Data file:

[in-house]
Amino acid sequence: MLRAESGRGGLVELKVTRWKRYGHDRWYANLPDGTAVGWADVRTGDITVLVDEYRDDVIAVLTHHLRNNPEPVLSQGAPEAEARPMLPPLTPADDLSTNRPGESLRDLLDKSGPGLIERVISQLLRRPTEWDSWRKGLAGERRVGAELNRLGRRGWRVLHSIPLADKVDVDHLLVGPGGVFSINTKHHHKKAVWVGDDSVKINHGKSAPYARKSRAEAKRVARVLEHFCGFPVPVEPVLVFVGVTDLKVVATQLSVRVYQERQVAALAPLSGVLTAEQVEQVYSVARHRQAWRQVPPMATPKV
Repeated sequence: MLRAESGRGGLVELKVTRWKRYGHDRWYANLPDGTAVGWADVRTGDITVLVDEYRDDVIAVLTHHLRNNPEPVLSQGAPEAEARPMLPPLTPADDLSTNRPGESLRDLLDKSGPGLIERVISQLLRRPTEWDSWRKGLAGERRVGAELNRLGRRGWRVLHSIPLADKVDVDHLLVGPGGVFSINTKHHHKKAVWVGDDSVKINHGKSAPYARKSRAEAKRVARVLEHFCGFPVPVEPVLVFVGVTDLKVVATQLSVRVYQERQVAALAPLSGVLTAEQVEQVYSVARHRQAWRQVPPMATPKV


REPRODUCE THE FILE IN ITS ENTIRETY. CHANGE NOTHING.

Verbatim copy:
[in-house]
Amino acid sequence: MLRAESGRGGLVELKVTRWKRYGHDRWYANLPDGTAVGWADVRTGDITVLVDEYRDDVIAVLTHHLRNNPEPVLSQGAPEAEARPMLPPLTPADDLSTNRPGESLRDLLDKSGPGLIERVISQLLRRPTEWDSWRKGLAGERRVGAELNRLGRRGWRVLHSIPLADKVDVDHLLVGPGGVFSINTKHHHKKAVWVGDDSVKINHGKSAPYARKSRAEAKRVARVLEHFCGFPVPVEPVLVFVGVTDLKVVATQLSVRVYQERQVAALAPLSGVLTAEQVEQVYSVARHRQAWRQVPPMATPKV
Repeated sequence: MLRAESGRGGLVELKVTRWKRYGHDRWYANLPDGTAVGWADVRTGDITVLVDEYRDDVIAVLTHHLRNNPEPVLSQGAPEAEARPMLPPLTPADDLSTNRPGESLRDLLDKSGPGLIERVISQLLRRPTEWDSWRKGLAGERRVGAELNRLGRRGWRVLHSIPLADKVDVDHLLVGPGGVFSINTKHHHKKAVWVGDDSVKINHGKSAPYARKSRAEAKRVARVLEHFCGFPVPVEPVLVFVGVTDLKVVATQLSVRVYQERQVAALAPLSGVLTAEQVEQVYSVARHRQAWRQVPPMATPKV